Market challenges continue with lockdown extension, says QMS

Market challenges continue with lockdown extension, says QMS

With lockdown restrictions in the UK set to continue for at least another three weeks as the coronavirus outbreak is tackled, the challenges of the red meat supply chain become a little more certain in the short-term, according to the latest market commentary by Quality Meat Scotland (QMS).

Stuart Ashworth, director of economics services at Quality Meat Scotland.

As a consequence of lockdown, considerable issues have been faced within the red meat supply chain beyond the farmgate.

According to Stuart Ashworth, director of economics services with QMS, staff self-isolating and 2m self-distancing rules have led to lower productivity in the slaughter and processing sector. However, levels of self-isolating are stabilising or reducing as early self-isolators return to work, although some others go off.

“Slower production and process lines does lead to the prospect of a lower ability to handle animals, with a knock-on effect that animals will begin to back-up on farm.”

Many small or medium-sized wholesale businesses in the supply chain with significant parts of their trading coming from the foodservice sector and schools, have seen that part of their business dry up leaving them at risk of outstanding accounts not being paid.

Ashworth continued: “While some have been able to adapt and introduce on-line or phone ordering with home delivery, this has been of limited respite as the volume of sale per mile travelled is much reduced. Equally, it has reduced demand from this sector of the chain for red meat.”

The loss of sporting and leisure events has also impacted on many foodservice businesses. While take-away food businesses can operate, some remain closed because of the difficulty of social-distancing in kitchens. These challenges threaten the financial sustainability of some small and medium-sized businesses in the red meat supply chain.

“High street butchers, particularly those offering home-delivery, convenience stores and multiple retailers have seen growth in grocery demand.”

However, some businesses have seen growth. “High street butchers, particularly those offering home-delivery, convenience stores and multiple retailers have seen growth in grocery demand.

“Although, even here, this demand has been volatile with big surge in the early stages, followed by a slower demand more recently with some multiple retailers reporting food sales in the past week below their normal expectation for this time of year.”

The diversity of cuts purchased has changed with retail sales of mince increasing, while other cuts, for example roasts, have been more stable meaning a higher proportion of retail sales are mince.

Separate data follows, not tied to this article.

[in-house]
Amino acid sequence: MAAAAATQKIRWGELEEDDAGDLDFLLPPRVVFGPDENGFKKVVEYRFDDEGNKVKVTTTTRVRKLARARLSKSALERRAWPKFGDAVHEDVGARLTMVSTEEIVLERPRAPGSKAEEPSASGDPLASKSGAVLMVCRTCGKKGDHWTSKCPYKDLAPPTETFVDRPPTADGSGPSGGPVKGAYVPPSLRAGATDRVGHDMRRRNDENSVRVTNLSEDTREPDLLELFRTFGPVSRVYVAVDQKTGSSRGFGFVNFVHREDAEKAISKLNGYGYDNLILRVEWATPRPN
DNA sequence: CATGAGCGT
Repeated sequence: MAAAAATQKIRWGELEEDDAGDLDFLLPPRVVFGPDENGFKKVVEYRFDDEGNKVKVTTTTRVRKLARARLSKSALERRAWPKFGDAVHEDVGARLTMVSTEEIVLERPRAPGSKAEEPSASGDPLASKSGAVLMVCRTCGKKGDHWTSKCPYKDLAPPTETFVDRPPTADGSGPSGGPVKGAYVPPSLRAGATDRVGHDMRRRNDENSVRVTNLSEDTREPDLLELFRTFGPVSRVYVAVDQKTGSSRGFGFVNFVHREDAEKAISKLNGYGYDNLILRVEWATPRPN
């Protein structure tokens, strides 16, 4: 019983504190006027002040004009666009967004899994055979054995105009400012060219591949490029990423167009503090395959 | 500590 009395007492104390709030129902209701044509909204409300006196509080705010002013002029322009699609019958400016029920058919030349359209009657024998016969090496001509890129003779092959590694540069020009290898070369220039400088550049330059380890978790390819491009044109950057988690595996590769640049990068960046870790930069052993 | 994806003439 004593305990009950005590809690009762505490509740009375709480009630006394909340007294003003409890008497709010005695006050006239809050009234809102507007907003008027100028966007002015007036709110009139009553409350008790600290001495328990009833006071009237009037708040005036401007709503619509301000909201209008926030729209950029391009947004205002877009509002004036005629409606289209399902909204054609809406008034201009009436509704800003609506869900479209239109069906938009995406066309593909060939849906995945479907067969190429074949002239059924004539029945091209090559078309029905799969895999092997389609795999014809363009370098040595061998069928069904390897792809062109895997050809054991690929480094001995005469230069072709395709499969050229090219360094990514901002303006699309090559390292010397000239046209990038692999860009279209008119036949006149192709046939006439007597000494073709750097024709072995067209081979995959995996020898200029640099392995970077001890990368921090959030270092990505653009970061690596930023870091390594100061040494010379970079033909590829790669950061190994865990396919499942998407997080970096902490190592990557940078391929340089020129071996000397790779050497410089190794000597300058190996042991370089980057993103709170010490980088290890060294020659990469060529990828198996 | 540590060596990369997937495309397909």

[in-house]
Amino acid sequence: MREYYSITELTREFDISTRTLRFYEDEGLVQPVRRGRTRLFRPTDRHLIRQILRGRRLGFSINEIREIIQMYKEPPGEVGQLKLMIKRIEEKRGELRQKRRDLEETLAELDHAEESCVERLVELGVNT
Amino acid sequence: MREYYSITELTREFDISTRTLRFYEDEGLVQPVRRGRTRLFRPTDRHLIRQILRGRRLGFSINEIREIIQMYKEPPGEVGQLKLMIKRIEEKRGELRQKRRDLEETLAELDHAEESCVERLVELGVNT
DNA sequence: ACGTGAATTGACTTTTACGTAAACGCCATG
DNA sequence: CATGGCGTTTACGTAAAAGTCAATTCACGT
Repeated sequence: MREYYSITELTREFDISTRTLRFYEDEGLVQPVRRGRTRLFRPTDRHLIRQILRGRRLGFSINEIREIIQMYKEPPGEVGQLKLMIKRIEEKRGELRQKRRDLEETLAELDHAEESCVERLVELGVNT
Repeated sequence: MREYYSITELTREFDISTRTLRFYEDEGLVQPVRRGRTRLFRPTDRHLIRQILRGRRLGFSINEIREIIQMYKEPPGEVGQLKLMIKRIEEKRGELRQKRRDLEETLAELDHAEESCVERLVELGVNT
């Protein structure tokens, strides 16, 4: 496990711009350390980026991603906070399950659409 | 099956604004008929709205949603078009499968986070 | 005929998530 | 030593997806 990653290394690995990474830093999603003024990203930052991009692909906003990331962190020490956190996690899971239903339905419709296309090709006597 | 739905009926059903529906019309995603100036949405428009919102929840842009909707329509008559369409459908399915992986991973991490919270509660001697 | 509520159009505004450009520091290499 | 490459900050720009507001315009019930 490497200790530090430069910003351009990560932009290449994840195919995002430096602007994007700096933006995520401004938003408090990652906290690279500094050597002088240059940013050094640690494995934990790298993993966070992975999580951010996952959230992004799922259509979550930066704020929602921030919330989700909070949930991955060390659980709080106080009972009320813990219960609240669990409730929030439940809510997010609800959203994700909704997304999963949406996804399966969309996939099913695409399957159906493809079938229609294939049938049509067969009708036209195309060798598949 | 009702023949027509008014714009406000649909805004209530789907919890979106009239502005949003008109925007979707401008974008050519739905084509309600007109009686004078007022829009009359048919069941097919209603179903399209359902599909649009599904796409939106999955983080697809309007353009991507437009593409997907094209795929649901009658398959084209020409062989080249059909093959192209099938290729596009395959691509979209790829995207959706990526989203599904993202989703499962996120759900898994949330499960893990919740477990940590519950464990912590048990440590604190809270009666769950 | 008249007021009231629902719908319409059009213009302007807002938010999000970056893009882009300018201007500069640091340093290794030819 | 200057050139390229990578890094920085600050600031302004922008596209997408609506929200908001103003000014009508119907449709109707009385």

“In some cases, this has led to retailers reducing the range, if not volume, of meat products on the shelves.

“Nevertheless, without out-of-home eating the demand for roasts and steaks overall has been reduced affecting the options and revenues for abattoirs.”

All the above challenges are also being faced across Europe, so while export markets remain open, demand is more limited which also affects options for the wholesaling of red meat.

According to Mr Ashworth, these supply chain issues have led to pressure and volatility in farmgate prices.

“The initial confusion over exports contributed to significant fall in prime sheep prices as stocks of sheepmeat overhung the market.

“However, reduced numbers reaching the market and the approach of Easter led to some recovery of prices. Post-Easter, the number of prime sheep presented to the market remains significantly lower than previous weeks and some stability of price is apparent.”

In contrast, and despite abattoirs handling fewer cattle, prime cattle prices have come under pressure over the past fortnight as the balance of cuts entering the retail market has changed.

“Prime cattle prices have also come under pressure across Europe with the average price sliding nearly 3% since Easter led by falls in Italy, the Netherlands, Ireland, Denmark and Austria.”

Ashworth concluded: “Similarly, coronavirus measures have impacted prices in other parts of the world, for example, over the past week US farmgate prices for cattle fell 5% and pig prices fell even further as some processing plants shut down due to staffing issues.”

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